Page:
Brod’s graveside eulogy to his fellow man of letters and dear friend came straight from the heart. He referred to Kafka as a “prophet in whom the splendor of ‘the Shekhina [divine presence] shone.’” It was a fitting gesture, constructing the saintly prism of reverence that much of Kafka’s work would eventually be viewed through, when a global audience finally came to recognize the magnitude of his literary talents. Brod, after all, would spend the next few decades championing his friend’s genius with relentless determination and resilience.

There were even some suggestions in the immediate years following Kafka’s death that Brod was simply dining out on his friend’s genius and using him for his own career advancement. These accusations came from serious literary critics and huge admirers of Kafka’s work, such as Gershom Scholem and Walter Benjamin. But they appear to be grounded in petty jealousy rather than substantial evidence. Today, readers of Kafka ought to be cautious of such cynicism. Without Brod’s determined efforts, Kafka’s work would have never seen the light of day.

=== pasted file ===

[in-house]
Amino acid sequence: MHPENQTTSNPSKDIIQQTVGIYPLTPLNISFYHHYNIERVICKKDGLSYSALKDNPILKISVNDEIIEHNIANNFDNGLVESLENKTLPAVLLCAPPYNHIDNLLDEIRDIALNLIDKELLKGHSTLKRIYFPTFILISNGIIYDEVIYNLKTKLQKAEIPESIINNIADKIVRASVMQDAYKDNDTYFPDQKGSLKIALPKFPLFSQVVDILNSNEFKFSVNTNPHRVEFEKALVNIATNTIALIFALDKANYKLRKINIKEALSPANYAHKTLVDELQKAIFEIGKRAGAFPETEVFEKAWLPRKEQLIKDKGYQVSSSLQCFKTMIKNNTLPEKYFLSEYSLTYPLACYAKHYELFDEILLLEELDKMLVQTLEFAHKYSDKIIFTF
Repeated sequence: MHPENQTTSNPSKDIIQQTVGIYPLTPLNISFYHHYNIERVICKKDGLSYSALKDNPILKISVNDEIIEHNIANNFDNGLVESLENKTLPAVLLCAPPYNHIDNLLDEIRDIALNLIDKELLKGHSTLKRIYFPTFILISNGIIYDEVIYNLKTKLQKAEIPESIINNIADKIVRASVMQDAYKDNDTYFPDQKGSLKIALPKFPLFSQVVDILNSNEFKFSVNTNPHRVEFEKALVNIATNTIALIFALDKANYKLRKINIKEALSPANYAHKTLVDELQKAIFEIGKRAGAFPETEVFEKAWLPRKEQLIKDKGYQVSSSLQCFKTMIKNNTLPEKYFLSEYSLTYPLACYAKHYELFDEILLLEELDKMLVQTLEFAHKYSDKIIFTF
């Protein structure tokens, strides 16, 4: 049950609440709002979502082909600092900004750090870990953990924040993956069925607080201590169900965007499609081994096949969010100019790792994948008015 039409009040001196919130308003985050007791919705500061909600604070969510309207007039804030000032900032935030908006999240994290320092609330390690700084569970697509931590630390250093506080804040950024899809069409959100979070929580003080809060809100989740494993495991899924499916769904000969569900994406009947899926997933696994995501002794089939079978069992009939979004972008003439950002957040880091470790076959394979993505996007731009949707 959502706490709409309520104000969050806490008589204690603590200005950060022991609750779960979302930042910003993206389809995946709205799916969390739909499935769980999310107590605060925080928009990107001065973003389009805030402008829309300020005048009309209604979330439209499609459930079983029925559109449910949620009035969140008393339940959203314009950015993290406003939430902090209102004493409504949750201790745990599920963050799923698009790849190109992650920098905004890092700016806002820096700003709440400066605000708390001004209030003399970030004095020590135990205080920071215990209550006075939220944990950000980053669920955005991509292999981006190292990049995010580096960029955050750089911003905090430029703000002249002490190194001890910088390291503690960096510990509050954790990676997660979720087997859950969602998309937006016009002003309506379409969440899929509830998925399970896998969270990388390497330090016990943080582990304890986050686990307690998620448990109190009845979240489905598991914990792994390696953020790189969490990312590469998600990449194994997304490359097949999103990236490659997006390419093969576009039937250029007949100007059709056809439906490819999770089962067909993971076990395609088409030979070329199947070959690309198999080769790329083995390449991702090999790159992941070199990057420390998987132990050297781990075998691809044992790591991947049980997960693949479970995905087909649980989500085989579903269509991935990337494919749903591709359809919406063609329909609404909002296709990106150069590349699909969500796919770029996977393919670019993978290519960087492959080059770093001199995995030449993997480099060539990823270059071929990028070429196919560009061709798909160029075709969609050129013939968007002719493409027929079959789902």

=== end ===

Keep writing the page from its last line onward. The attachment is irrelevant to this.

The American historian Anthony Grafton has referred to early-20th century Prague—where Kafka wrote some of his greatest work—as “Europe’s capital of cosmopolitan dreams.” Like Vienna in the same period, it was a vibrant bohemian metropolis where literature, painting, philosophy, and poetry flourished, under the unified German-speaking Habsburg Empire, which collapsed suddenly in 1918. By the age of 25, Brod was at the heart of this diverse cultural community, keeping in regular contact with the great and the good of central Europe’s literati; this included Hermann Hesse, Hugo von Hofmannsthal, Thomas Mann, and Rainer Maria Rilke. In many of these correspondences, Kafka was never far from Brod’s thoughts.